I got a used Mixman DM2 and here's some notes on what I've done with it on day one. This is on Windows XP; you can use the device on earlier versions of Windows, but not later ones. Works fine on OSX and Linux supposedly, but I haven't tried it in either place.
The new effort from Michael Franti and Spearhead, All Rebel Rockers is their most boring offering yet. Almost entirely lacking the depth of lyrics which has been present in every former album, this is basically a drum & bass album for people who need more music to jump up and down to. If you love Spearhead's lyrics, you should avoid this album like the mass-market plague it is.
The Memorex MPD8600 is a small CD-ROM based audio player which supports MP3, WMA, and CDDA/Red Book CD Audio on CD-ROM, CD-R, and CD-RW media. It also has an FM radio tuner built into it. It has quite good MP3 compatibility, including support for the ID3 tags used to store extended information about MP3 audio files. It has a black body with a silver inset on its face, and tapers slightly from one side to the other. It is a highly compatible and functional CD-based audio player, tolerably simple to use, and has acceptable battery life.
When my Kenwood flip-face stereo died (repair pending but I'm lazy) I decided it was time to upgrade. I've been wanting an mp3 player for some time but I haven't wanted to shell out the big bucks and I want something that will let me play more than 700MB. There's various cheapie solutions out there, some of which take USB flash drives or SD cards, but almost none of them support storage devices of more than 1GB. So I was looking for something a little more serious.
Overstock.com had a few mp3 playing units around, so I browsed through them and found the JVC KD-DV4200. The feature list seemed too compelling to pass up; it plays DVD video, which is neat (as I have a small TV which I am now using with the unit) but more importantly for my purposes, it will play mp3 or wma from DVD. This is actually a fairly unusual feature and even though most mobile DVD players will play mp3, they typically will only play from a CD.
In a world in which most music is corporate-sponsored pap that succeeds only because it's the only thing on the menu, most politically-inspired music falls flat on its ass, much in the same way that a fern cannot survive in the desert. Some acts, however, have been successful either in spite of or even because of their political stance. Much like Christian rock, it's hard to make music that's all about a message that doesn't totally suck, but one person with a positive gift for this is Michael Franti. Today, he tours with a band called Spearhead, but before Spearhead there was The Disposable Heroes of Hiphopracy. Franti rapped over percussion assembled by Rono Tse, and the result was a sort of sublime fusion of political message and imaginative hip-hop that is not only worth listening to due to its message, but also due to its pure, palpable quality.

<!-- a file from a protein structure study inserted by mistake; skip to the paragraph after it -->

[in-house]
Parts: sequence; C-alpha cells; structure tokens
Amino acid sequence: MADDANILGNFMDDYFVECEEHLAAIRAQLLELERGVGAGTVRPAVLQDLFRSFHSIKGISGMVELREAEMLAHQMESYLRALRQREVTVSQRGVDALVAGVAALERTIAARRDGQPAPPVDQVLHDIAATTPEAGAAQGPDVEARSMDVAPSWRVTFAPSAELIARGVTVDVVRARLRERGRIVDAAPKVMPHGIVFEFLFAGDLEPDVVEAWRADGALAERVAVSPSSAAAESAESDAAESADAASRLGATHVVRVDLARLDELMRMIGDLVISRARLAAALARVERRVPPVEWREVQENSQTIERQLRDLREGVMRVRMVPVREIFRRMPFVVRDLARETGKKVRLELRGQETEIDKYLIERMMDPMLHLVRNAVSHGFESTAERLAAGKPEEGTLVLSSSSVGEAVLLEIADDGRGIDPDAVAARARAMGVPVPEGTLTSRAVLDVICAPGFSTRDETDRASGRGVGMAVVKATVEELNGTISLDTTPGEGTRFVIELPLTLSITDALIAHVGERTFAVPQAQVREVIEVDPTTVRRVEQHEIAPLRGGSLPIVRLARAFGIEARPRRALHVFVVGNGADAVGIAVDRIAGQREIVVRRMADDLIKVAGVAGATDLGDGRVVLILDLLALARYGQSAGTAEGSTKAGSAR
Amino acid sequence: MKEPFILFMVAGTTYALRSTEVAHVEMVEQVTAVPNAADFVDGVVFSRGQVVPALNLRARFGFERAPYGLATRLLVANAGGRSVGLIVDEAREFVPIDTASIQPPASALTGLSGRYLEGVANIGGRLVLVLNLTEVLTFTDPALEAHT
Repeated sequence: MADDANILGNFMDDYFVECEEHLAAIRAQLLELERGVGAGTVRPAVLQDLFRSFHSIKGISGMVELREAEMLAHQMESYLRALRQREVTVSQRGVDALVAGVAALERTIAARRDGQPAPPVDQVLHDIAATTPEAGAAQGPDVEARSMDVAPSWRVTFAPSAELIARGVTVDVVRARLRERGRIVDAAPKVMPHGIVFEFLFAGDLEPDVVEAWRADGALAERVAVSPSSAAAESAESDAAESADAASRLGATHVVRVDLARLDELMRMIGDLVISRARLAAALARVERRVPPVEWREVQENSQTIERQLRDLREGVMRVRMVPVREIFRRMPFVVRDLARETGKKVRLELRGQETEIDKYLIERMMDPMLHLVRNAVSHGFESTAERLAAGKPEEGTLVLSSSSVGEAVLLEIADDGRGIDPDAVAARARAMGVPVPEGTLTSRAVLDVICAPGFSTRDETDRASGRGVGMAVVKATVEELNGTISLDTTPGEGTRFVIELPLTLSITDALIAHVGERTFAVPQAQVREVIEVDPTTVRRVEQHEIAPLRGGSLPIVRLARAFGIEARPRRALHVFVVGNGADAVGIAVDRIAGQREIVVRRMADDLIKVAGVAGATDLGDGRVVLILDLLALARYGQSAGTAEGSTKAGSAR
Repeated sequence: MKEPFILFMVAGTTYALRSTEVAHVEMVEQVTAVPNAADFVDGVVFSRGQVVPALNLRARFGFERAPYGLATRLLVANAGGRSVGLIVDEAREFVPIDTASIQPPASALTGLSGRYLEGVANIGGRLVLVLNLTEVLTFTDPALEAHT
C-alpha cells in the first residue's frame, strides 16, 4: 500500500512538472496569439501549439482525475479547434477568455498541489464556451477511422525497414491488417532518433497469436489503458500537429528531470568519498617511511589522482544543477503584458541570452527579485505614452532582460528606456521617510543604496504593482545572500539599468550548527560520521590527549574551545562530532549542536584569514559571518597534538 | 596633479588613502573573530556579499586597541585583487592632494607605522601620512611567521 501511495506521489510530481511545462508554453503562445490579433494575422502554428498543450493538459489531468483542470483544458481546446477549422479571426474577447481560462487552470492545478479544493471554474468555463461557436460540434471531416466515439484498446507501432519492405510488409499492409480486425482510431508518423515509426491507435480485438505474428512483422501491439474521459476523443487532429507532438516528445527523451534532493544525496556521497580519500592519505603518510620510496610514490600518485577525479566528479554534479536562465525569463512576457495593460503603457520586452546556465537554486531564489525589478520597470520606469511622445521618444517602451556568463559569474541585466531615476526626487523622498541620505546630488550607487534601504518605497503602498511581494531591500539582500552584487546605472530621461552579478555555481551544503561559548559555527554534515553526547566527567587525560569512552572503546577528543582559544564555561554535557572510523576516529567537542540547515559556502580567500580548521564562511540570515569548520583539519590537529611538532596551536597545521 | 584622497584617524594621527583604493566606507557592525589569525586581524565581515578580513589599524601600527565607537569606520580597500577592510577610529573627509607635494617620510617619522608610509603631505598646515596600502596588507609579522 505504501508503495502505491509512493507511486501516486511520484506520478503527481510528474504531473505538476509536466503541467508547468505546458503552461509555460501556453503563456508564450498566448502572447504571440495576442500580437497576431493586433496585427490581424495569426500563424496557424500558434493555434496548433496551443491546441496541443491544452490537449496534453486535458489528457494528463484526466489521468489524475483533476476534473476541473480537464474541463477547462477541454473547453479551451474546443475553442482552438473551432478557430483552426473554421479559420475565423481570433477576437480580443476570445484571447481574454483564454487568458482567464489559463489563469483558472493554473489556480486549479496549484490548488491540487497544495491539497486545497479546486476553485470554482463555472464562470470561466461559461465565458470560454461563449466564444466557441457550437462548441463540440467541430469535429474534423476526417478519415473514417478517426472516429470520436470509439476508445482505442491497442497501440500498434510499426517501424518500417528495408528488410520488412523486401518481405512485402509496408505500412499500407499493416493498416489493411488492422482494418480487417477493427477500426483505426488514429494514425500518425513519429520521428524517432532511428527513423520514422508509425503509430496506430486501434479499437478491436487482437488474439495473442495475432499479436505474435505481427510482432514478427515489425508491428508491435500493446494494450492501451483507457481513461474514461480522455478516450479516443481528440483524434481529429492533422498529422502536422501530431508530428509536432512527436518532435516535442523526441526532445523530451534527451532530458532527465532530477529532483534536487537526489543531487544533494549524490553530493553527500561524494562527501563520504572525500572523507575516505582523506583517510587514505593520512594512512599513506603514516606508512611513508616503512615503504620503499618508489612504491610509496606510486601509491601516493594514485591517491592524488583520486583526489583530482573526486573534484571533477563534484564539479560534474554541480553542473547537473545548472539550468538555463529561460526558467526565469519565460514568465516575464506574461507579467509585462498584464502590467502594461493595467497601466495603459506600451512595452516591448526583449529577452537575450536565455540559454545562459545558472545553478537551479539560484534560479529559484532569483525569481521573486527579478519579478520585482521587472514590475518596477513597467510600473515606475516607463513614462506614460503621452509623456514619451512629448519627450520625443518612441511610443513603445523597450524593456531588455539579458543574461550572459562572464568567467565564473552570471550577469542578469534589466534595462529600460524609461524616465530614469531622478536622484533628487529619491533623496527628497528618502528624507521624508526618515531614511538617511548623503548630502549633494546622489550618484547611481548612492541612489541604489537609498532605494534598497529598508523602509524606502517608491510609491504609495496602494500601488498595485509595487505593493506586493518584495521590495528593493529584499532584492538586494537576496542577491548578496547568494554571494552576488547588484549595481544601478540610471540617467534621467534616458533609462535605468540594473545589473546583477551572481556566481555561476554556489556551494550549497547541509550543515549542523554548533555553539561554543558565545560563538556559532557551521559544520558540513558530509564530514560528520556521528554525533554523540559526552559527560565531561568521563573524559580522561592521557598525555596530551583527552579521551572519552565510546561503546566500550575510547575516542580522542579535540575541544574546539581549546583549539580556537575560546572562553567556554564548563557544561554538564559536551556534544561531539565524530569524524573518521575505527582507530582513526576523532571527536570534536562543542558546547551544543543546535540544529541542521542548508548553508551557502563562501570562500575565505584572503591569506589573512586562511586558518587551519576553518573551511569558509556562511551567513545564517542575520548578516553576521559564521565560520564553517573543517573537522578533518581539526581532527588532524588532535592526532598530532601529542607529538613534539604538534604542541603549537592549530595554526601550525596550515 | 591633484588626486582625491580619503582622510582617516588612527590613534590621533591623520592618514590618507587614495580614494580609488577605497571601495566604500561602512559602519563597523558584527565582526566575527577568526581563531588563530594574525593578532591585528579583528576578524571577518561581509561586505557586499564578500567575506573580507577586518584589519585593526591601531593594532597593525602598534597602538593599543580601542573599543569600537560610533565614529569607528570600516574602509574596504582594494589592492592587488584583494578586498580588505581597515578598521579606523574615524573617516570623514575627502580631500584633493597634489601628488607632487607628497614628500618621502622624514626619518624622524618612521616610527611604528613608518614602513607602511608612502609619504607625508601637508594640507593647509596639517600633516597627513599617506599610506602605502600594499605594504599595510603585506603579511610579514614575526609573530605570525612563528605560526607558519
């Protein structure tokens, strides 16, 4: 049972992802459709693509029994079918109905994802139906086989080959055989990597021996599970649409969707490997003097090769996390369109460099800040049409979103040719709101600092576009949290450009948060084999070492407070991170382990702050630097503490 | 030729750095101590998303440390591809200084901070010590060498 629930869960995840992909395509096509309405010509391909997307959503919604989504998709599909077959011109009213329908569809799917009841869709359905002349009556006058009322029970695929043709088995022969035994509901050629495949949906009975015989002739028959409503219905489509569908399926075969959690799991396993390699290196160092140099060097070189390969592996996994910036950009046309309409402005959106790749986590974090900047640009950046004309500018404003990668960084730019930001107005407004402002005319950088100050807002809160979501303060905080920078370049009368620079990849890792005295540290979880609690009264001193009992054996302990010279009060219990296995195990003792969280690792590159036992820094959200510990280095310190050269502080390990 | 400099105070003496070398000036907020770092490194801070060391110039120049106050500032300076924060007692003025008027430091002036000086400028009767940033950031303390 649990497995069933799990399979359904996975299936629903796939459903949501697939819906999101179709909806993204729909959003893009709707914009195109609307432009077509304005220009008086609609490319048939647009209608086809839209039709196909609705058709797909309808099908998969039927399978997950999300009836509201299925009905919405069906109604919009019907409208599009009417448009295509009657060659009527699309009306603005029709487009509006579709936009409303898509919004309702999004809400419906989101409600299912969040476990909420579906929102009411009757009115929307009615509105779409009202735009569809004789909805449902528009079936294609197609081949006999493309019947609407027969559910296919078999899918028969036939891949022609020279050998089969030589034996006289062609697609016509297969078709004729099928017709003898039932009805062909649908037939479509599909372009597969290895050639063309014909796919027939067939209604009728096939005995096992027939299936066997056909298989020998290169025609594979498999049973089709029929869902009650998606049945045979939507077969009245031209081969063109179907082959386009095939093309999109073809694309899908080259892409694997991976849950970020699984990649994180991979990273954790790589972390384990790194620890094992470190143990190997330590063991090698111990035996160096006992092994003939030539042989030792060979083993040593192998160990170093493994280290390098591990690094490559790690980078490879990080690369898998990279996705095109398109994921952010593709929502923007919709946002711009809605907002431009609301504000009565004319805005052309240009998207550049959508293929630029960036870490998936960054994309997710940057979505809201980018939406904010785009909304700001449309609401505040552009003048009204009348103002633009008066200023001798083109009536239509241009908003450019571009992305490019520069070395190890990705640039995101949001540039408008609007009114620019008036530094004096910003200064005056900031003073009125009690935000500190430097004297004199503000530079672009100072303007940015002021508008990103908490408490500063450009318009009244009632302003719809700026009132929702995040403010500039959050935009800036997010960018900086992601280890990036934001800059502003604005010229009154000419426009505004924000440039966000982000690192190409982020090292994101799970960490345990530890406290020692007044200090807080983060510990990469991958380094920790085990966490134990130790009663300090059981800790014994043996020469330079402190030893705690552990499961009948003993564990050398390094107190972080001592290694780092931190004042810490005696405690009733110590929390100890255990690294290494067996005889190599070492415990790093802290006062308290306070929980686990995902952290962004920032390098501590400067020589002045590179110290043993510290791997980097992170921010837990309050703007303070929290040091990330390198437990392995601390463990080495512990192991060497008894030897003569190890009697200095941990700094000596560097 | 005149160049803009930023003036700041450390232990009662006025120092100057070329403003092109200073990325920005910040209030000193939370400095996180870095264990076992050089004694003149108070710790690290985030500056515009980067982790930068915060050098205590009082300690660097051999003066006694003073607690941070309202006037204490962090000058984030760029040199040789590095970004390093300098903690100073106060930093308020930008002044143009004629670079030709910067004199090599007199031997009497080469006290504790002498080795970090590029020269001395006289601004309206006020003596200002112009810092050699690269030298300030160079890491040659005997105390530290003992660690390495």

I've always been a collector of soundtracks and other compilations, because they frequently contain songs that cannot be had anywhere else. Typically, one hears at least one song one likes while watching the movie, and then forgets about it for a while, maybe picks it up later. One theater I have often visited in downtown Santa Cruz is actually upstairs from a Blockbuster Music store, and they have (or have had) a standing relationship with them that if you bring in a ticket stub, you get a discount on the soundtrack. I didn't see this movie until just last night, however, and I have had the soundtrack since 1997, when the movie was released.
Based on the book by English novelist Nick Hornby, High Fidelity may be the most enjoyable date movie you ever see. That might not be saying a hell of a lot, but John Cusack has excellent delivery as ever and Jack Black is as outrageous as ever. A small role portrayed by Lisa Bonet also helps keep things moving.